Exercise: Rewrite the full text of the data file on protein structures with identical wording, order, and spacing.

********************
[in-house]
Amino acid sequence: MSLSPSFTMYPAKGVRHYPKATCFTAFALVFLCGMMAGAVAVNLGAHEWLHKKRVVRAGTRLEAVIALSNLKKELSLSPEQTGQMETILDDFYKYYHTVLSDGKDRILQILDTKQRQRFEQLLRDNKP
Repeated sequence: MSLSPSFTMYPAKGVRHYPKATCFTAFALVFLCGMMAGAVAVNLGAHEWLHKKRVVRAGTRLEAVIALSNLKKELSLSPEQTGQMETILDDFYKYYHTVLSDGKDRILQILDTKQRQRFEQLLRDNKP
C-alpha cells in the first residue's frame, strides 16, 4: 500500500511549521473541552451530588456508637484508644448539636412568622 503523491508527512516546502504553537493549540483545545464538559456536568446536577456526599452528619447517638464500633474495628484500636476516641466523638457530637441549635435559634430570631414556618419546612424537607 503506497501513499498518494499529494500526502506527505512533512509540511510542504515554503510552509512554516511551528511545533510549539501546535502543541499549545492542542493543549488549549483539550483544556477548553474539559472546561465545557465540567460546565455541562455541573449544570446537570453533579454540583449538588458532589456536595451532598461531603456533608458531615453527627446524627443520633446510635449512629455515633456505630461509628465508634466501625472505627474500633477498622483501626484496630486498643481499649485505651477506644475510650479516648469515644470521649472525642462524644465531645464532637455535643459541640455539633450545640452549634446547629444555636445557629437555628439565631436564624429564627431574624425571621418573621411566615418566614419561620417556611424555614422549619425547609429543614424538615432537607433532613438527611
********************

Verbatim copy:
[in-house]
Amino acid sequence: MSLSPSFTMYPAKGVRHYPKATCFTAFALVFLCGMMAGAVAVNLGAHEWLHKKRVVRAGTRLEAVIALSNLKKELSLSPEQTGQMETILDDFYKYYHTVLSDGKDRILQILDTKQRQRFEQLLRDNKP
Repeated sequence: MSLSPSFTMYPAKGVRHYPKATCFTAFALVFLCGMMAGAVAVNLGAHEWLHKKRVVRAGTRLEAVIALSNLKKELSLSPEQTGQMETILDDFYKYYHTVLSDGKDRILQILDTKQRQRFEQLLRDNKP
C-alpha cells in the first residue's frame, strides 16, 4: 500500500511549521473541552451530588456508637484508644448539636412568622 503523491508527512516546502504553537493549540483545545464538559456536568446536577456526599452528619447517638464500633474495628484500636476516641466523638457530637441549635435559634430570631414556618419546612424537607 503506497501513499498518494499529494500526502506527505512533512509540511510542504515554503510552509512554516511551528511545533510549539501546535502543541499549545492542542493543549488549549483539550483544556477548553474539559472546561465545557465540567460546565455541562455541573449544570446537570453533579454540583449538588458532589456536595451532598461531603456533608458531615453527627446524627443520633446510635449512629455515633456505630461509628465508634466501625472505627474500633477498622483501626484496630486498643481499649485505651477506644475510650479516648469515644470521649472525642462524644465531645464532637455535643459541640455539633450545640452549634446547629444555636445557629437555628439565631436564624429564627431574624425571621418573621411566615418566614419561620417556611424555614422549619425547609429543614424538615432537607433532613438527611